What is happening when a heterosexual or homosexual couple deny or destroy the sacred interplay of fertility and coition? True enough, they are denying (perhaps unintentionally and with mitigated culpability) something that God has arranged. But left at that, the teaching remains partly heteronomous: God built it this way, so we shouldn’t have wrecked it. A critical step into participatory theonomy needs to be taken: we can only be genuinely free and happy if we give the gift of self to others.
Self-giving not pleasure taking
The way we use our sexuality is intertwined with this giving of self. It is very easy to be self-indulgent with sexuality, - having our own pleasure as our ultimate goal - think of pornographic auto-eroticism. Then, instead of giving of self, we recoil back upon ourselves. Our sexual energy then involves not a giving but a taking, even if the taking takes place mutually (a “mutual accommodation of two independent egos,” to use George Sims Johnston’s phrase, or “mere simultaneous taking” rather than true mutual giving, to use Cormac Burke’s phrase).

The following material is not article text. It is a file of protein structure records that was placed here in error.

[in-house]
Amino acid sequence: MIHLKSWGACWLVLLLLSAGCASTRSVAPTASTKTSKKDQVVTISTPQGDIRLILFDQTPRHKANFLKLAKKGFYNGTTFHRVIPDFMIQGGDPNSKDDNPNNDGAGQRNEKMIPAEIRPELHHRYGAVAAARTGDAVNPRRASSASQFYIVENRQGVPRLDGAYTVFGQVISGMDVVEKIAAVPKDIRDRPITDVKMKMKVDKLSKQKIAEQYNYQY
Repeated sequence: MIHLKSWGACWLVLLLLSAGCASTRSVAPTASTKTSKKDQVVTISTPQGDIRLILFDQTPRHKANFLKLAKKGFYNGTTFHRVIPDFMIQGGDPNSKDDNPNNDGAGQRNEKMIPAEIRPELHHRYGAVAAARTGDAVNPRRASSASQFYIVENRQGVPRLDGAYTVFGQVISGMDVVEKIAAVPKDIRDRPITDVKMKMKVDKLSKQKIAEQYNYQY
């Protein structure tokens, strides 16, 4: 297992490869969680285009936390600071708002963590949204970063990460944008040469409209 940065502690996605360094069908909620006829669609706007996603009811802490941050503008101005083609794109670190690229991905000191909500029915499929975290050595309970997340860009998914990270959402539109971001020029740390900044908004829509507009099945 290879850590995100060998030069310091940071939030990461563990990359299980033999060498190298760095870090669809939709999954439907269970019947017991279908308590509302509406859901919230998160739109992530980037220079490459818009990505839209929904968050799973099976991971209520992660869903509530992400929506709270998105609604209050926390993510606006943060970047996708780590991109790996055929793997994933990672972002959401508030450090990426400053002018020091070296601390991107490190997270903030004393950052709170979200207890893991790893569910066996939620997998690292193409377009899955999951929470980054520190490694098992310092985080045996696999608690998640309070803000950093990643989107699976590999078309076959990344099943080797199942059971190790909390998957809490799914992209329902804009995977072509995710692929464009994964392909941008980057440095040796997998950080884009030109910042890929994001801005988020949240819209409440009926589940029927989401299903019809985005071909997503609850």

Such uses of the generative faculties, because they involve partial goods like pleasure and togetherness, can easily deceive us into thinking we are pursuing something good. That is why many homosexual couples can say that they do not experience any negative repercussions. Likewise many contraceptors claim that contraception has not created any difficulties in their marriages. They are stealing these other goods from their proper place. They are using the body to speak some of the body’s truth, but not all of it—some theologians thus speak of lying with the body, or sexual lies. It is tempting to say that we can be content with just that portion of the good. But all evil acts include portions of goodness (the industrious use of slaves, the skilled thief, who is alsogenerous with his booty), but that is no reason to condone them. Evil consists in that part of the good that is left out; hence we call evil the privation of a due good.
The Natural Law III
The Link between the Unitive and Procreative
Simultaneous taking” is a privation, a lack of genuine self giving. What is left out is not the pleasure, not the togetherness, but an openness to something beyond the couple that places them on the trajectory of self-gift, rather than on the trajectory of self-indulgence.